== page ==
Crossing to Avalon by Jean Shinoda Bolen
Feb 10, 2012
Posted by Kimmy Sophia Brown
Sometimes I’m astounded by how the universe leads me toexactly what I need to read at certain intervals in my life. Crossing to Avalon, subtitled, “AWoman’s Midlife Pilgrimage’, by Jean Shinoda Bolen, was truly nectar for my soul.
The genesis of Ms. Bolen’s journey began almost like theplot of a mystery novel. She received an invitation in the mail from a woman she had never met who had read her book, Goddesses in Everywoman,(whichI also recommend, by the way). This woman suggested an itinerary visiting spiritual sites in Europe, including the cathedral at Chartres, France, the cathedral in Glastonbury, England, Findhorn and the island of Iona in Scotland, and several other locations. The benefactress who would later join Ms. Bolen and two other women during the pilgrimage covered travel and lodging fees.
Ms. Bolen ponders legends and then posits possibilities.The Legend of the Holy Grail depicts the story of the wounded king and his ruined kingdom. She observes that present times are seeing an awareness of Goddess consciousness emerging, especially in regard to the Earth as Gaia, which is the name of the Greek goddess-mother of the earth. The patriarchal philosophies that have dominated the world thus far are floundering not only for lack of recognition of the feminine counterpart of everything, but also because of desperate need of it, (whether they realize it or not). Ms. Bolen explains that for the world to truly heal, its male and female aspects need to co-exist in equal union.
Ms. Bolen, a psychiatrist and Jungian analyst, is theauthor of several books that teach about using archetypes, legends and myths to better understand ourselves. She cites common threads among the lives of historic figures, ordinary people and mythological beings. In Crossing to Avalon, she pays particularattention to the visions of tenth century monastic figure, Hildegard of Bingen. Hildegard coined the term, veritidas,which is a combination of the words truth and green. She likened spiritualmaturation to greening – suggestingthat a human life that is moist, fluid and alive spiritually reflects God’s qualities -- in contrast to dry, deadened and arid points of view, which she undoubtedly encountered in the clergy of her day.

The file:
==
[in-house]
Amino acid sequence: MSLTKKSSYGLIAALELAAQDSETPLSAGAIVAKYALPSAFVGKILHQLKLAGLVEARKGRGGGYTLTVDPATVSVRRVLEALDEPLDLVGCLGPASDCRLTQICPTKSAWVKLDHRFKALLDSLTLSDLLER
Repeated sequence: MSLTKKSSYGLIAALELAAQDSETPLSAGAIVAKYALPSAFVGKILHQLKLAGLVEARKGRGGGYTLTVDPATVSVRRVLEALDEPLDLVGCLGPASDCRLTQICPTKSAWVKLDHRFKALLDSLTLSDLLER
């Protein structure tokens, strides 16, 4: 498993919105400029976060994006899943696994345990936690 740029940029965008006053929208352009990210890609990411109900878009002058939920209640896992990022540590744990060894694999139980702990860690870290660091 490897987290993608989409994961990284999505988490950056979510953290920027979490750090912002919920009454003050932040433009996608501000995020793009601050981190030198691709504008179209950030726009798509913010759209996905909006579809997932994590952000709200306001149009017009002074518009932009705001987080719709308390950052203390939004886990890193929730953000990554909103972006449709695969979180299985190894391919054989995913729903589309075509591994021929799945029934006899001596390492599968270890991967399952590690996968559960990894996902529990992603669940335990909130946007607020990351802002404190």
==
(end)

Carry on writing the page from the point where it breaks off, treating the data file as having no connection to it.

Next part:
Ms. Bolen’s narrative explains about the epiphanousmoments she had in various physical locations that suggest that there are meridians passing through the earth that are something akin to spiritual bloodstream flow. People built towers, cathedrals and temples on consecrated ground, and their subsequent usage by people over the centuries has given them powerful atmospheres.
Ms. Bolen’s intelligent, honest and warm tone impressesme, I want to know her. I won’t attempt to recount her journey and revelations in this short review, but I will include this quote from the book that to me summarizes the essence of the book.
“We need time out of our everyday, outer-directed lives,and not just at major life transitions, when it is most advisable, but regularly. I think metaphorically of how necessary it is that we have “diastolic” time. For it is during diastole that the heart relaxes and fills. During systole, the heart contracts and sends a powerful stream of lifeblood out. For the heart to work and provide sustenance to the whole body, it must relax and fill. And so must we.”
Ms. Bolen’s pilgrimage taught her life lessons that shebeautifully conveys in Crossing to Avalon.I highly recommend this book as a resource to women and men who seek guidance from the Divine Source and who wish to be a part of the maturation of humanity in this age. (Published in 1990 by Harper Collins.)
(photo by Christine Krieg)
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